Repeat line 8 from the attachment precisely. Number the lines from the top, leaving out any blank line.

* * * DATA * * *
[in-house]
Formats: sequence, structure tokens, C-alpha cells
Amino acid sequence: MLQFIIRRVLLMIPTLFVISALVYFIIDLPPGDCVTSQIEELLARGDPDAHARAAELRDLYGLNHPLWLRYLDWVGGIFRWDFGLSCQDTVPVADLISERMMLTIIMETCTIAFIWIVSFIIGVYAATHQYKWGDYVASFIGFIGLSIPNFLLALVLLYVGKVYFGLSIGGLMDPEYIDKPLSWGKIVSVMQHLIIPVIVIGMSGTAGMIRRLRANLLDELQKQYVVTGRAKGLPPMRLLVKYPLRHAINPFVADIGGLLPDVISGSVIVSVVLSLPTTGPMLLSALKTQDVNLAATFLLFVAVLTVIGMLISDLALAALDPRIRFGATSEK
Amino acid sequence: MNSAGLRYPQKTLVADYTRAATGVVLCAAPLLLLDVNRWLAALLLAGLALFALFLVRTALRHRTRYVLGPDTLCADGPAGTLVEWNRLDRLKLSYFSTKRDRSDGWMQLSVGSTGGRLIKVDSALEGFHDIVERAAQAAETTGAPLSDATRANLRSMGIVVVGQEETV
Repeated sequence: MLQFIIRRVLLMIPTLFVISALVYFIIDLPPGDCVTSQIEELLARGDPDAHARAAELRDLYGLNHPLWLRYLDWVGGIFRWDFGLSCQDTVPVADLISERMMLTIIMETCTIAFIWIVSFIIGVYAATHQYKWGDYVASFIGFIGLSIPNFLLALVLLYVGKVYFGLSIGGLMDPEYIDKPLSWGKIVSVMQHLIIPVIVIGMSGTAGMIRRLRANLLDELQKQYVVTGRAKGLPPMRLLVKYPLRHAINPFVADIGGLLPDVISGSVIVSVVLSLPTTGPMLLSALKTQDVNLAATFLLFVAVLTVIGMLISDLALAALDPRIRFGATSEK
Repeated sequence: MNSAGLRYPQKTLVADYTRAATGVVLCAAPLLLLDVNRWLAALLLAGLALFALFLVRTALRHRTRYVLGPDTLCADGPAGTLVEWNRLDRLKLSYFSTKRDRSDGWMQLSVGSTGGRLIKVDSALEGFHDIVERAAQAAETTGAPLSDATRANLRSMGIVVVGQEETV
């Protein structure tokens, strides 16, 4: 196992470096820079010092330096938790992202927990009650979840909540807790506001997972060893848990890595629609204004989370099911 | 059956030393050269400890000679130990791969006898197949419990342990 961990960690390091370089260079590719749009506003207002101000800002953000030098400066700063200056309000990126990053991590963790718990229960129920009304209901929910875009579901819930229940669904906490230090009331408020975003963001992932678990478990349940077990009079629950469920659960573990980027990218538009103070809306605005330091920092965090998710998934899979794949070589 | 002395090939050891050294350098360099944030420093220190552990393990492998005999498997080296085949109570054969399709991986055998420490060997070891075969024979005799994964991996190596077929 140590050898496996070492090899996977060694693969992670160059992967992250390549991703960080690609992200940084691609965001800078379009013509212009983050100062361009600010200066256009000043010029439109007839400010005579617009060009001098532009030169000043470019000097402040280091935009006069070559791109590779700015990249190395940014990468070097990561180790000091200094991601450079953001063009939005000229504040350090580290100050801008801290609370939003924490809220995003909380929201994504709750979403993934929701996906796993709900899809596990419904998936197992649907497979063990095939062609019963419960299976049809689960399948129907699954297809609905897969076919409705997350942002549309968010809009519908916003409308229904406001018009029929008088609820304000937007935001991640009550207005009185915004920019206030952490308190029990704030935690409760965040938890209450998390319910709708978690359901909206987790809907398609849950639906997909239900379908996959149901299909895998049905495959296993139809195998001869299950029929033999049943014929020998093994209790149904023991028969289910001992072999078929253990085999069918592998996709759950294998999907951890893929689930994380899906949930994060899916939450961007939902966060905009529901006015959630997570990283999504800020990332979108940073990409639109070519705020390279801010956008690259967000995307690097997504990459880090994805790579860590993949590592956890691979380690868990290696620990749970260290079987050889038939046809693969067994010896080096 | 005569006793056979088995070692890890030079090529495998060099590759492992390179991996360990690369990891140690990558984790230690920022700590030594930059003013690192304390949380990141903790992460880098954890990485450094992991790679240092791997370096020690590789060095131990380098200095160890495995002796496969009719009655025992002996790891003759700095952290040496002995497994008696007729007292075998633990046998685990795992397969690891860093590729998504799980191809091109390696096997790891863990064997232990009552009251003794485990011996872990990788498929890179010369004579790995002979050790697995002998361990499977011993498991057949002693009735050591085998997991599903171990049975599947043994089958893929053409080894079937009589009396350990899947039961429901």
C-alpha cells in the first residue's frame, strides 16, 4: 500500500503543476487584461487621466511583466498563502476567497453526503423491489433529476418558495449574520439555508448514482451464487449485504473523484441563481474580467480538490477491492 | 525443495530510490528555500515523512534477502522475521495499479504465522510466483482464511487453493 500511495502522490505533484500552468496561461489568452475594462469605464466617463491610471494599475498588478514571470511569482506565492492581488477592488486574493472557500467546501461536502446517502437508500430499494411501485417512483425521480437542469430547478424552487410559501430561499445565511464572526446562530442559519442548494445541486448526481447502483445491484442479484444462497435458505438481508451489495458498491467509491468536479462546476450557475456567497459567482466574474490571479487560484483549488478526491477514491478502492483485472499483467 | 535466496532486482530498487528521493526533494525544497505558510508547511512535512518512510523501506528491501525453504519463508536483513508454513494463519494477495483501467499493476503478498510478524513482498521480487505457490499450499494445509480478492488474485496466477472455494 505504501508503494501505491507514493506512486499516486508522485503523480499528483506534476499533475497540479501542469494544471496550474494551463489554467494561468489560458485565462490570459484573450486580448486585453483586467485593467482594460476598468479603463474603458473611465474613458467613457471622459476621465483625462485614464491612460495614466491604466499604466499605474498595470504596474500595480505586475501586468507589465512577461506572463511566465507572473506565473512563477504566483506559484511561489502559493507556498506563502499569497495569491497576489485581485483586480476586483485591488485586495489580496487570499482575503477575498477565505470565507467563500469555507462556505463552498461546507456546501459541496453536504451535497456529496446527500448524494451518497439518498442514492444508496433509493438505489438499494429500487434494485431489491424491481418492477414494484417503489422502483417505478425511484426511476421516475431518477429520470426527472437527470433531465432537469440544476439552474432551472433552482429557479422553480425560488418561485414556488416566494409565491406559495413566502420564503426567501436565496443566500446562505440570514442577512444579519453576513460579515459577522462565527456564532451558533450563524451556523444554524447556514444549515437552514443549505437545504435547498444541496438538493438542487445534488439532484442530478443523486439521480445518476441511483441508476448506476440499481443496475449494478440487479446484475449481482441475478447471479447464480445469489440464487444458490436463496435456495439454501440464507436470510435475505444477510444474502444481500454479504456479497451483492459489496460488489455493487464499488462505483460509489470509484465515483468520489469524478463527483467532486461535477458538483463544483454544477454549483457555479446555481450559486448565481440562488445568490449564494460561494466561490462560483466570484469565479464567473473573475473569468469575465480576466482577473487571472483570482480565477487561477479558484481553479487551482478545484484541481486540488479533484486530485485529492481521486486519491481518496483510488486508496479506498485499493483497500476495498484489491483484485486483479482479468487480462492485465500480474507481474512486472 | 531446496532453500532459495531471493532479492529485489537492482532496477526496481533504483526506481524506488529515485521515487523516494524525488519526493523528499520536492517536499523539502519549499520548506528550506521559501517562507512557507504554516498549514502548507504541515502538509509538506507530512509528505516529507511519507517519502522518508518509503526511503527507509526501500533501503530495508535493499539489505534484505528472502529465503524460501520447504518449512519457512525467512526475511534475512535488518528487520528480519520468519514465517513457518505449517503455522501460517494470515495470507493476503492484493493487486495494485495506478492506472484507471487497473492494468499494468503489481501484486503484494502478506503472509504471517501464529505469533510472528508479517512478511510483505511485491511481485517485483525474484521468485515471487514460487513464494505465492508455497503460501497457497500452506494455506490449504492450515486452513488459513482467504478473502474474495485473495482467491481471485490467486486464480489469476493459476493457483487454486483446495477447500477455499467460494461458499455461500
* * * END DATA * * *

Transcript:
C-alpha cells in the first residue's frame, strides 16, 4: 500500500503543476487584461487621466511583466498563502476567497453526503423491489433529476418558495449574520439555508448514482451464487449485504473523484441563481474580467480538490477491492 | 525443495530510490528555500515523512534477502522475521495499479504465522510466483482464511487453493 500511495502522490505533484500552468496561461489568452475594462469605464466617463491610471494599475498588478514571470511569482506565492492581488477592488486574493472557500467546501461536502446517502437508500430499494411501485417512483425521480437542469430547478424552487410559501430561499445565511464572526446562530442559519442548494445541486448526481447502483445491484442479484444462497435458505438481508451489495458498491467509491468536479462546476450557475456567497459567482466574474490571479487560484483549488478526491477514491478502492483485472499483467 | 535466496532486482530498487528521493526533494525544497505558510508547511512535512518512510523501506528491501525453504519463508536483513508454513494463519494477495483501467499493476503478498510478524513482498521480487505457490499450499494445509480478492488474485496466477472455494 505504501508503494501505491507514493506512486499516486508522485503523480499528483506534476499533475497540479501542469494544471496550474494551463489554467494561468489560458485565462490570459484573450486580448486585453483586467485593467482594460476598468479603463474603458473611465474613458467613457471622459476621465483625462485614464491612460495614466491604466499604466499605474498595470504596474500595480505586475501586468507589465512577461506572463511566465507572473506565473512563477504566483506559484511561489502559493507556498506563502499569497495569491497576489485581485483586480476586483485591488485586495489580496487570499482575503477575498477565505470565507467563500469555507462556505463552498461546507456546501459541496453536504451535497456529496446527500448524494451518497439518498442514492444508496433509493438505489438499494429500487434494485431489491424491481418492477414494484417503489422502483417505478425511484426511476421516475431518477429520470426527472437527470433531465432537469440544476439552474432551472433552482429557479422553480425560488418561485414556488416566494409565491406559495413566502420564503426567501436565496443566500446562505440570514442577512444579519453576513460579515459577522462565527456564532451558533450563524451556523444554524447556514444549515437552514443549505437545504435547498444541496438538493438542487445534488439532484442530478443523486439521480445518476441511483441508476448506476440499481443496475449494478440487479446484475449481482441475478447471479447464480445469489440464487444458490436463496435456495439454501440464507436470510435475505444477510444474502444481500454479504456479497451483492459489496460488489455493487464499488462505483460509489470509484465515483468520489469524478463527483467532486461535477458538483463544483454544477454549483457555479446555481450559486448565481440562488445568490449564494460561494466561490462560483466570484469565479464567473473573475473569468469575465480576466482577473487571472483570482480565477487561477479558484481553479487551482478545484484541481486540488479533484486530485485529492481521486486519491481518496483510488486508496479506498485499493483497500476495498484489491483484485486483479482479468487480462492485465500480474507481474512486472 | 531446496532453500532459495531471493532479492529485489537492482532496477526496481533504483526506481524506488529515485521515487523516494524525488519526493523528499520536492517536499523539502519549499520548506528550506521559501517562507512557507504554516498549514502548507504541515502538509509538506507530512509528505516529507511519507517519502522518508518509503526511503527507509526501500533501503530495508535493499539489505534484505528472502529465503524460501520447504518449512519457512525467512526475511534475512535488518528487520528480519520468519514465517513457518505449517503455522501460517494470515495470507493476503492484493493487486495494485495506478492506472484507471487497473492494468499494468503489481501484486503484494502478506503472509504471517501464529505469533510472528508479517512478511510483505511485491511481485517485483525474484521468485515471487514460487513464494505465492508455497503460501497457497500452506494455506490449504492450515486452513488459513482467504478473502474474495485473495482467491481471485490467486486464480489469476493459476493457483487454486483446495477447500477455499467460494461458499455461500